Fast Lane

Talk Of The Town


By Michelle Prather

Comedians often target the South as redneck heaven, but Deborah R. and Jim Ford Jr., owners of Entrepreneur's Hot 100 No. 35-ranked Grits Inc. in Birmingham, Alabama, make it their business to create a positive image of the place they call home. Their affection for Southern traditions has blossomed into success worth millions.

The husband-and-wife team found its niche in the gift and apparel industries by putting phrases that exemplify Southern traditions and upbringing (such as "Southern Girls Don't Sweat-They Glisten") on mugs, wine glasses, pillows, apparel and more. Their story dates back to August 1995, when native Alabaman Deborah, now 45, screen-printed a phrase she's heard most of her life, "Grits: Girls Raised In The South," onto her volleyball players' T-shirts at the junior high school where she taught and coached. A few months later, she met Jim, now 47, who saw dollar signs in the catch phrase. With an extensive background in sales and marketing, he told his soon-to-be-wife he thought she was sitting on a gold mine. Deborah then applied to trademark the "Grits" phrase and thought up 25 more Southern sayings, such as "PMS: Precious Moody Southerners" and "Southern Girls Know That Friends Are Forevah."

When they sold $65,000 worth of embroidered goods, such as T-shirts, sweatshirts and hats, at the Atlanta Apparel Mart's July Gift Show in 1996, the now-married couple decided to quit their jobs and take on Grits full time. "At the next show, we did more than $100,000, and at the next show, we did more than $150,000," says Jim.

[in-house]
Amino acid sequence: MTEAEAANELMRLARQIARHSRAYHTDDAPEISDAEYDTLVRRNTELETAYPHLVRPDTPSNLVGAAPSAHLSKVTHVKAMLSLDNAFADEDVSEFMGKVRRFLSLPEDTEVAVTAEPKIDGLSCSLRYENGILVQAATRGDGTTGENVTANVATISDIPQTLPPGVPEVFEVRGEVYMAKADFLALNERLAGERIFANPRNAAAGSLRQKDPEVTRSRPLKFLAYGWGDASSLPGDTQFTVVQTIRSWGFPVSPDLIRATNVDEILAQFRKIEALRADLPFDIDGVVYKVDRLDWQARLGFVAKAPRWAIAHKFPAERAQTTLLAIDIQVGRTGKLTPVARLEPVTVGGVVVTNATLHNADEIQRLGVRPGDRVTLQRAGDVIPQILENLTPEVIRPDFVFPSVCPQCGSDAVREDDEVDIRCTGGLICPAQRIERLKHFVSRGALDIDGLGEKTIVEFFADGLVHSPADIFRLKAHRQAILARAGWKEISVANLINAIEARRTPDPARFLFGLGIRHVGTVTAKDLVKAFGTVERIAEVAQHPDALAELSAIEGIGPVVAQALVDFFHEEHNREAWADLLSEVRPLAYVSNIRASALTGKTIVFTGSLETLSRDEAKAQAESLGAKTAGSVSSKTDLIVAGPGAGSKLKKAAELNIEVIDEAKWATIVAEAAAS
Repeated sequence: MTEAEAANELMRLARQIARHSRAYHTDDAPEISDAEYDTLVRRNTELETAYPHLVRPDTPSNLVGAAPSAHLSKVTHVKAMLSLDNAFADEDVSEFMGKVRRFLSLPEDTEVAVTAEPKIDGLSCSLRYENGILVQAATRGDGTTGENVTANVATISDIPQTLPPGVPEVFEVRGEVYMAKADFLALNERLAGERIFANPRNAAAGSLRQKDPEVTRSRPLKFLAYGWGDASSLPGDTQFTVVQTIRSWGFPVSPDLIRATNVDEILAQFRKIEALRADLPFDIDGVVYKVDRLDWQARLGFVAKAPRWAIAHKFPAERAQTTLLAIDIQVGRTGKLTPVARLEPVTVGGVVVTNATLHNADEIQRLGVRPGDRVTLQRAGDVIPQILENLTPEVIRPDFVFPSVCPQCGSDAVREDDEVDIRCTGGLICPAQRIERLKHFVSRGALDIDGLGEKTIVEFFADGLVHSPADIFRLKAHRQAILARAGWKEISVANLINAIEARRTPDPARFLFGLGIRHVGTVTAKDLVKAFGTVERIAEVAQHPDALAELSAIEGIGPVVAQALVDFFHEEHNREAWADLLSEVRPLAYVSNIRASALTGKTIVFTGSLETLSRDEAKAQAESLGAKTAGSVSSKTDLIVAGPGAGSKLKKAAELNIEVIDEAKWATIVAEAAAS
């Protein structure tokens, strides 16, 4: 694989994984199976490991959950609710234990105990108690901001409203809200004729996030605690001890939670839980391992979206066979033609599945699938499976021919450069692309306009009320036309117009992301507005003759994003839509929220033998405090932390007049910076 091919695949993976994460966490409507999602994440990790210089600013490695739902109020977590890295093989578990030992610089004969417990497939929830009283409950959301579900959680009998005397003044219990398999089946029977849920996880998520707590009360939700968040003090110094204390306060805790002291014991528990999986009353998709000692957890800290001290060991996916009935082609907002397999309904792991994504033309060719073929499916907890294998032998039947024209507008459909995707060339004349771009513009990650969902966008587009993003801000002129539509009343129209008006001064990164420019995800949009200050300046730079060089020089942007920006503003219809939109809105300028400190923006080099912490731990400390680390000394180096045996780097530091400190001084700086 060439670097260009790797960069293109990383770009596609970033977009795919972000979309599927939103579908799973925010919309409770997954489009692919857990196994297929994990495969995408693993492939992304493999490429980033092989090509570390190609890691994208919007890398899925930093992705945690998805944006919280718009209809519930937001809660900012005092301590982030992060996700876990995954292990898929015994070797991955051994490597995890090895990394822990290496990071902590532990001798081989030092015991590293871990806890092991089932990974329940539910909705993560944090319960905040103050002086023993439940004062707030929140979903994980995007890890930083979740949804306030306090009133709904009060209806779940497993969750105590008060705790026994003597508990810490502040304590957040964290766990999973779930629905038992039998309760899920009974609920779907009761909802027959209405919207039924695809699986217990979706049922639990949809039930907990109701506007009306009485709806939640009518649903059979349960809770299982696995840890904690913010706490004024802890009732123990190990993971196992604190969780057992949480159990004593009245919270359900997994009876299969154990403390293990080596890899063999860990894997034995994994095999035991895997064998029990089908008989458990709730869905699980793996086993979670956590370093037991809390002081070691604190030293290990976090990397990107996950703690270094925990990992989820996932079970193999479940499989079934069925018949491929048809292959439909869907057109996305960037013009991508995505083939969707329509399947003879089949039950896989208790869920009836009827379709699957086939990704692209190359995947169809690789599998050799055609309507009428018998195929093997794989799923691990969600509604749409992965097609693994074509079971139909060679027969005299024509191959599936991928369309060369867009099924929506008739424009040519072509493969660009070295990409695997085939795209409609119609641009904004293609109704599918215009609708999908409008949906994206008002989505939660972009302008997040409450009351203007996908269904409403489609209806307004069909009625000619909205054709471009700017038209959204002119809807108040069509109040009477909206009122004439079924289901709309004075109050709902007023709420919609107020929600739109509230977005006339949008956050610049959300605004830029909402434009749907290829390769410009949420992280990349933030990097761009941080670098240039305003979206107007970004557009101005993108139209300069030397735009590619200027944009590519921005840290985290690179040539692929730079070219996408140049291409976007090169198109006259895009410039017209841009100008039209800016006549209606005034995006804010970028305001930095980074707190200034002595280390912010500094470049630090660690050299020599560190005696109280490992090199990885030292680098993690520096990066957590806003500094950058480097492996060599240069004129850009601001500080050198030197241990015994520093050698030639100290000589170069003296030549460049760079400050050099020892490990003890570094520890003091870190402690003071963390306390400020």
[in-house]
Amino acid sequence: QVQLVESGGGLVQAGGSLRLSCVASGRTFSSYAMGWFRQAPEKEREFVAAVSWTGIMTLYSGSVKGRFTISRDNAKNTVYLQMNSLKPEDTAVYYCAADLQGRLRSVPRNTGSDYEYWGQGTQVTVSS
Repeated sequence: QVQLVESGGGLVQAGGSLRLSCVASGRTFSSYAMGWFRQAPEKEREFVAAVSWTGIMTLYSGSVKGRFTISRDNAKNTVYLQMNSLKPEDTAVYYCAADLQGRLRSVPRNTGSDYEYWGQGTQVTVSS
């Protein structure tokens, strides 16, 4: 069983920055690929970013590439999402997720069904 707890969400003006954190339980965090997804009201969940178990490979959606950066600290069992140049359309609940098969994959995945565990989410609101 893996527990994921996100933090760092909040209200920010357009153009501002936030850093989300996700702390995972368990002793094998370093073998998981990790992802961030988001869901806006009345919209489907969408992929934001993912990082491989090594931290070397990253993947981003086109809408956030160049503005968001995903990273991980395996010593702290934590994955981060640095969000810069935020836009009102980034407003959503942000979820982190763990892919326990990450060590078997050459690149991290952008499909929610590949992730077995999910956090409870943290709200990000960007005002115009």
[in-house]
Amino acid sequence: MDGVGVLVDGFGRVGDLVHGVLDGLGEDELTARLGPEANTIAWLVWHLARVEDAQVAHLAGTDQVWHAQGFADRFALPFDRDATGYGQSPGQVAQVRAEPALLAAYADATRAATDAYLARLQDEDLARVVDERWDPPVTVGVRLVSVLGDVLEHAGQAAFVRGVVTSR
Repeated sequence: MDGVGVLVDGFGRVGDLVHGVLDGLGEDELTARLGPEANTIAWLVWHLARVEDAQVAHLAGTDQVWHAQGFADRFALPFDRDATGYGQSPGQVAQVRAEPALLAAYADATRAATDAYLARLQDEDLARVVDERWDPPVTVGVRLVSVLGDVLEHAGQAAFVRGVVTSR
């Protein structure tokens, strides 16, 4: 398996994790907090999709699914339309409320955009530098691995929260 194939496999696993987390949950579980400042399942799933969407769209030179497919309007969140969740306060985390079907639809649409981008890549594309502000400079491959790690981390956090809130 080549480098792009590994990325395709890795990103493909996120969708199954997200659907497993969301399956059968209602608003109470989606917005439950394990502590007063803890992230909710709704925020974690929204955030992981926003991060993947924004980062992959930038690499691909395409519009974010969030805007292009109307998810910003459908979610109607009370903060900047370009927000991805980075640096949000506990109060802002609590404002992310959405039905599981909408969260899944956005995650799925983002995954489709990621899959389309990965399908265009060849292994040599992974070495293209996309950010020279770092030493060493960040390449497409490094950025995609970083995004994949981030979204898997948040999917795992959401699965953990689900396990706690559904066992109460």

The days of relying only on trade shows for visibility are long gone. No strangers to the word "expansion," the Fords have increased their warehouse space three times, and for good reason: They now have 1,620 active accounts, including Lebanon, Tennessee-based restaurant chain Cracker Barrel and 500 Hallmark stores. And this year's Atlanta Gift Mart will see the premiere of a voice chip-enhanced book and stuffed animal series geared toward youngsters.

Success didn't come without some hurdles, however: The Fords encountered theft early on-$50,000 worth of merchandise was stolen from one of their warehouses-and their $4 million-plus sales figures for 1997 could have been close to $5 million if they hadn't suffered an $800,000 loss in revenue due to vendor shipping delays. But a booming business makes it easier to recover. Jim attributes their overwhelming success to their distribution network, the strength of their trademark, their devoted staff and recent CFO addition Doug Johnson.

With Deborah's flair for color, style and catchy sayings, and Jim's knack for running a business, these dynamos are making millions embracing-and marketing-the South. The Fords project sales of $8 million for 1998 and hope to expand nationwide.

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This article was originally published in the June 1998 print edition of Entrepreneur with the headline: Fast Lane.

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